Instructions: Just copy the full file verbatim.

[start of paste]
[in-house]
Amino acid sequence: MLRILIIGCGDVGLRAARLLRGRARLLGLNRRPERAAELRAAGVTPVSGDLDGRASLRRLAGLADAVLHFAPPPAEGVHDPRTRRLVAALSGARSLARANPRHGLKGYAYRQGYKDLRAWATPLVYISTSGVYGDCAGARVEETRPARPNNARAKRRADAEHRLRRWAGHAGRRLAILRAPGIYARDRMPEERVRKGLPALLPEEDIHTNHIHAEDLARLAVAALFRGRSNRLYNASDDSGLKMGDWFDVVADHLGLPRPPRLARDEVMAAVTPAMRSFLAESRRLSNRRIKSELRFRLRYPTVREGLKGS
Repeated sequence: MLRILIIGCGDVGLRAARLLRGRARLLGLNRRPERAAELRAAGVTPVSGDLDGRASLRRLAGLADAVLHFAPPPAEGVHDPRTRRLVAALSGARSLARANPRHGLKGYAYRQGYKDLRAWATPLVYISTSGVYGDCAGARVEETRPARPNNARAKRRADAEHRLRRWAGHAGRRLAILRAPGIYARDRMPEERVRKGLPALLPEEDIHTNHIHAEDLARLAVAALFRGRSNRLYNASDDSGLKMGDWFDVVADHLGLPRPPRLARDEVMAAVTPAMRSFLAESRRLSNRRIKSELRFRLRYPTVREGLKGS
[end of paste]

[in-house]
Amino acid sequence: MLRILIIGCGDVGLRAARLLRGRARLLGLNRRPERAAELRAAGVTPVSGDLDGRASLRRLAGLADAVLHFAPPPAEGVHDPRTRRLVAALSGARSLARANPRHGLKGYAYRQGYKDLRAWATPLVYISTSGVYGDCAGARVEETRPARPNNARAKRRADAEHRLRRWAGHAGRRLAILRAPGIYARDRMPEERVRKGLPALLPEEDIHTNHIHAEDLARLAVAALFRGRSNRLYNASDDSGLKMGDWFDVVADHLGLPRPPRLARDEVMAAVTPAMRSFLAESRRLSNRRIKSELRFRLRYPTVREGLKGS
Repeated sequence: MLRILIIGCGDVGLRAARLLRGRARLLGLNRRPERAAELRAAGVTPVSGDLDGRASLRRLAGLADAVLHFAPPPAEGVHDPRTRRLVAALSGARSLARANPRHGLKGYAYRQGYKDLRAWATPLVYISTSGVYGDCAGARVEETRPARPNNARAKRRADAEHRLRRWAGHAGRRLAILRAPGIYARDRMPEERVRKGLPALLPEEDIHTNHIHAEDLARLAVAALFRGRSNRLYNASDDSGLKMGDWFDVVADHLGLPRPPRLARDEVMAAVTPAMRSFLAESRRLSNRRIKSELRFRLRYPTVREGLKGS